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You are here: GES DISC Home Education and Outreach Additional Features Science Focus Ocean Color A Very Cold Warm-Core Eddy in the Southern Ocean: Part 2

A Very Cold Warm-Core Eddy in the Southern Ocean: Part 2

In Part 1, we examined an image of the Southern Ocean in October 2003, observed an eddy, and determined that this was indeed a warm-core (where 3 °C is warm compared to the surrounding waters). We also suspected that the reason this eddy was so easy to see in the monthly data plot was due to a limited number of observations in this particularly cloudy oceanic region. Now we'll check to see if our suspicion is correct.

The first thing we will do is to look at the four 8-day SeaWiFS images of this region for the month of October 2003. (You can click on all of these images to see them full-size.)

Southern Ocean, chlorophyll, 8-day image, September 30 to October 7 ___Southern Ocean, chlorophyll, 8-day image, October 8 to October 15, 2003

Southern Ocean, chlorophyll, 8-day image, October 16 to October 23, 2003 ____Southern Ocean, chlorophyll, 8-day image, October 25 to October 31, 2003

SeaWiFS 8-day chlorophyll images for October 2003. Top left: September 30 to October 7. Top right: October 8 to October 15. Bottom left: October 16 to October 23. Bottom right: October 24 to October 31. (Happy Halloween!)

The images above demonstrate, clearly, that the only period when the eddy to the northeast of South Georgia Island was visible was October 16 to October 23. Even in the other 8-day images, the cloud cover was so pervasive that there are hardly any glimpses of the sea surface in the eddy location. However, the 8-day images also revealed another eddy, almost directly north of South Georgia. But as the spring bloom blossoms north of the island, it appears that the eddy gets torn apart by the shifting currents and the low productivity water in the center of that eddy is stirred into the higher productivity waters around it.

We then used Giovanni to browse the available high-resolution data for October 2003—fortunately, a ground station on the Palmer Peninsula of Antarctica acquired the high resolution data from SeaWiFS. This search revealed that there was only one day, October 19, when the eddy was clearly visible—and it is the data from this day that makes the eddy so prominent in the 8-day and monthly images. The image shown below was processed with SeaDAS to show how fortunate the observation of this eddy was. It's hard to see the color scale in the reduced-size image (click on it to see the stunning full-size version). The highest chlorophyll concentrations (orange to red) range from about 5 to 10 mg m-3, and the lowest concentrations (dark blue to purple) are 0.05 to 0.1 mg m-3.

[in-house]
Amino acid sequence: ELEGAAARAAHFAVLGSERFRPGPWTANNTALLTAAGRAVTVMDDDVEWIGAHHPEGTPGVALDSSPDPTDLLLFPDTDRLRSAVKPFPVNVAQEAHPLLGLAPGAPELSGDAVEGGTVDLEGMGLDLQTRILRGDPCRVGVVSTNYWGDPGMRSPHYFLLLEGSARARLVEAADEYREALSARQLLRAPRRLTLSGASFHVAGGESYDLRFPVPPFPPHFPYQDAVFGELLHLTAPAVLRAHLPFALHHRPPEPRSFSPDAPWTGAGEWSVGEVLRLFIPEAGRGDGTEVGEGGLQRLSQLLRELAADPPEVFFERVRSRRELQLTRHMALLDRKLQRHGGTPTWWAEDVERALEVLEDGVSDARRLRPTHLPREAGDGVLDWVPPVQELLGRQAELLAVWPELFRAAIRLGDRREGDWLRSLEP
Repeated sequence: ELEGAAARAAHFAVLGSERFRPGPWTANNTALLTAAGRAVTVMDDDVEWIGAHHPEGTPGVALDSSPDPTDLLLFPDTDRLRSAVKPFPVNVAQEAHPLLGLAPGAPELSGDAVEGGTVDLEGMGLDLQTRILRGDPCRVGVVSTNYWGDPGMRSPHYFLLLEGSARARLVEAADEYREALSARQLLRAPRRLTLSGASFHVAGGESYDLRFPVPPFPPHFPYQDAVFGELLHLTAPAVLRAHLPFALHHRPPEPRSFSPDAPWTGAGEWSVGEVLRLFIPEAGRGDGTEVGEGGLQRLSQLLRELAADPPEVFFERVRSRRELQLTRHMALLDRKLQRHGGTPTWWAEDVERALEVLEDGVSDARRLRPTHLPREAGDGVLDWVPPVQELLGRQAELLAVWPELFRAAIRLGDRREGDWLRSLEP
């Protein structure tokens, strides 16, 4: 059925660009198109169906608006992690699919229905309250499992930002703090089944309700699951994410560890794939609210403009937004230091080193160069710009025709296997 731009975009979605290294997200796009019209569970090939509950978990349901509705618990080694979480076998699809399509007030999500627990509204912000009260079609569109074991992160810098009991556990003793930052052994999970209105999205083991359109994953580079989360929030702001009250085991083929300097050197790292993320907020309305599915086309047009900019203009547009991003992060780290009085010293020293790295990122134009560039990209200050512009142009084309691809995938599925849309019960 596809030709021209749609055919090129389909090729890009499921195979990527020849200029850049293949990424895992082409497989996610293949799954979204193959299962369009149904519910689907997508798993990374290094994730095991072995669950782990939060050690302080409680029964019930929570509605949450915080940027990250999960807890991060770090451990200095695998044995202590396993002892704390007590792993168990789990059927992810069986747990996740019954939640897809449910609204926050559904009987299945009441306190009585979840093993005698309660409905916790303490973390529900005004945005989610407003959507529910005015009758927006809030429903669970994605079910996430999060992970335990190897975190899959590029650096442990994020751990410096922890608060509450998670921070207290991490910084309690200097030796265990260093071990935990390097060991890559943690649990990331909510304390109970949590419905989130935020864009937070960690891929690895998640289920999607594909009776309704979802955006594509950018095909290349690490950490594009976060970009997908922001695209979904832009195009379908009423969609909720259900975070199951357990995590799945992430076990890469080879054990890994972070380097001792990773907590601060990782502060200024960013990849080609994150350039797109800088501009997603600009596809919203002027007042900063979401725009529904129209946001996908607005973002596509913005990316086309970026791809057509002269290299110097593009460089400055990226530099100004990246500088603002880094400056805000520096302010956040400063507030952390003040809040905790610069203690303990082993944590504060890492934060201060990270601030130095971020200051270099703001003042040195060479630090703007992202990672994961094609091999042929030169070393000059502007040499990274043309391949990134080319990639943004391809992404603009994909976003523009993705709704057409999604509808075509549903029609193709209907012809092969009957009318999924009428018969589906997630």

Southern Ocean, SeaWiFS 1 kilometer resolution chlorophyll image for October 19, 2003

Now, there is a way to look under the clouds—in a sense. Giovanni also features data from the NASA Ocean Biogeochemical Model, which is explained in more detail in LOCUS Tutorial 8. NOBM uses a model of ocean circulation and biology coupled to an "assimilation" of the available SeaWiFS data, to calculate chlorophyll concentrations and also the distributions of various kinds of phytoplankton, and it does this for every day of the year. The calculated output from the model, even though it is lower resolution than the SeaWiFS images, allows an observation of the daily changes happening in the ocean, even in cloudy areas like the Southern Ocean.

Below are seven images from the NOBM output data for October 2003. The positions of the two eddies are labeled in each one; Number 1 is the eddy north of South Georgia Island, number 2 is the eddy to the northeast of South Georgia, the eddy that was examined in Part 1. The development of eddy number 2 and the disappearance of eddy number 2 can be observed in these images. Also, observe how the spring bloom in the Southern Ocean slowly strengthens during this period, particularly north of South Georgia Island and along the Scotia Front south of the island. (Click any image to see it larger.)

NASA Ocean Biogeochemical Model image, Southern Ocean, October 10, 2003NASA Ocean Biogeochemical Model image, Southern Ocean, October 12, 2003
NASA Ocean Biogeochemical Model, Southern Ocean, October 14, 2003
NASA Ocean Biogeochemical Model, Southern Ocean, October 18, 2003
NASA Ocean Biogeochemical Model, Southern Ocean, October 20, 2003
NASA Ocean Biogeochemical Model, Southern Ocean, October 22, 2003
NASA Ocean Biogeochemical Model, Southern Ocean, October 27, 2003


So now we've seen how the cold waters of the Southern Ocean can still produce a "warm" core eddy, and we have also seen how one break in the clouds can provide us with significant insight into the interaction of physical and biological factors in this dynamic oceanic region.

References for further information:

"Mesoscale eddies in the Subantarctic Front—Southwest Atlantic", Glorioso, Piola, and Leben, Scientia Marina, 69 (Suppl-2), pages 7-15, 2005.  (PDF can be downloaded from this page.)

"Southern elephant seal trajectories, fronts and eddies in the Brazil/Malvinas Confluence", Campagna, Piola, Marin, Lewis, and Fernandez, Deep-Sea Research, 53(12), 1907-1924, 2006. (Abstract available in ScienceDirect.)


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